Sometimes the best discoveries come just from following your favorite bands’ movements to perhaps an obsessive degree. Case in point, when Mutual Benefit announced that the support for their current in progress European tour would be Montreal’s Seoul, I was intrigued. I had never heard of them before but both the bands’ excitement to be playing together and Seoul’s self-descriptor as ambient-pop could’ve been enough to sell me, the fact Seoul manages to absolute nail what they do with that descriptor is all the better.
Perhaps the most surprising thing about Seoul is they don’t revel in the beauty of their own soul like other ambient artists seems to do – there’s a definite sense of motion felt, a forward push toward an eventual conclusion. That Seoul manages to be both gorgeously scenic but artfully concise speaks to the clarity of their intent and the confidence in their musicality. “White Morning” is a sweeping, ethereal yawn; cavernously hollow but exhilarating in its multi-layered rush towards the finish line. Seoul’s song construction is pristine, effortlessly svelte, and almost bewilderingly understated in its complexity – enough so that while they’re never lacking in a clear, distinguished sound, it’s anyone’s guess just how many hands are in the pot.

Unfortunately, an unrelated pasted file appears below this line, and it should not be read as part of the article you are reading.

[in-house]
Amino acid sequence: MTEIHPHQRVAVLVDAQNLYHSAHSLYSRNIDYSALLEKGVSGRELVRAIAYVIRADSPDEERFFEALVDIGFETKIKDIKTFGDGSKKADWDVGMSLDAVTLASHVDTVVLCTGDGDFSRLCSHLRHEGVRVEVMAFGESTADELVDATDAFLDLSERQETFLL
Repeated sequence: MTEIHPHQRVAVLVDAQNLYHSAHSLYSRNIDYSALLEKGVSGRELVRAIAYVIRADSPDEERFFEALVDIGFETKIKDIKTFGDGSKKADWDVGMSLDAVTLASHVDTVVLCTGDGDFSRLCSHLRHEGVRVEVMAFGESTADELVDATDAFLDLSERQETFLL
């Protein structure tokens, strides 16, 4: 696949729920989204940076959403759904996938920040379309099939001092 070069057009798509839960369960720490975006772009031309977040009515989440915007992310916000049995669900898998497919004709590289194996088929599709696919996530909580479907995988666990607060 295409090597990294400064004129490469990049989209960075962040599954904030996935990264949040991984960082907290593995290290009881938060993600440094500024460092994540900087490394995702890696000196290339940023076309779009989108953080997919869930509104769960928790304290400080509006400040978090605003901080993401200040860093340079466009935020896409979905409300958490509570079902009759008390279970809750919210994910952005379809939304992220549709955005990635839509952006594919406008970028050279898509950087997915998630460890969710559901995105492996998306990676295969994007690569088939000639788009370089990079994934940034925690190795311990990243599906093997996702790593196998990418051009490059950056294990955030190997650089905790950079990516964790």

Bedroom pop extraordinaire Emily Reo contributed this fantastic cover to Odd Castles’ stunning new cassette mixtape release, those who were once friends are now fam. Full mixtape is here, but let’s put the focus on Queen Emily for a minute:
Reo’s vocals were always the strongest part of her 2013 album Olive Juice, bewilderingly arranged and harmonized, adding intriguing complication to the songs’ sparse instrumentation. Since that album’s release we’ve been the beneficiaries of two of her best ever productions: her cover of The Pretenders’ “Birds Of Paradise” and now this downtempo, auto-tuned spectacle in the form of a Fleetwood Mac cover. Reo’s vocal modulations pierce even brighter than the manic synths that dance throughout the tracks’s 4.5 minutes, abetting the self-parodying cheesiness of the electronic drums with aplomb.
She’s just toying with us now… I really can’t wait for that next album.
Grab the Odd Castles cassette here »
In a way, the latest single from Brooklyn experimental pop quartet Conveyor is a return to form of sorts. Not to the vibrant, quirky rock pop of their debut self-titled full length which they’ve never really veered away from but the earlier days when Conveyor was far more electronic based in songs like “Twin Bank” and even some cuts from their Sun Ray EP. “Theme I (Edit)”, the first single from their upcoming instrumental album Prime, sees the foursome dipping their brushes in a bit of ambient coloring but not quite dulling their extensive textural pallet. It’s an interesting foray deeper into the world of electronics once more that the band manages to imbue with their unpredictable spirit. From the twangy lead guitar line that would not be at all out of place in Conveyor’s standard pop gems, “Theme I (Edit)” is more or less a development on a simple theme. A development that just so happens to include a swath of rising brass as it undulates forward a la perpetuum mobile before coming to a sputtering finish.
Conveyor’s instrumental full length Prime is out July 15th on double 12″ via Gold Robot Records.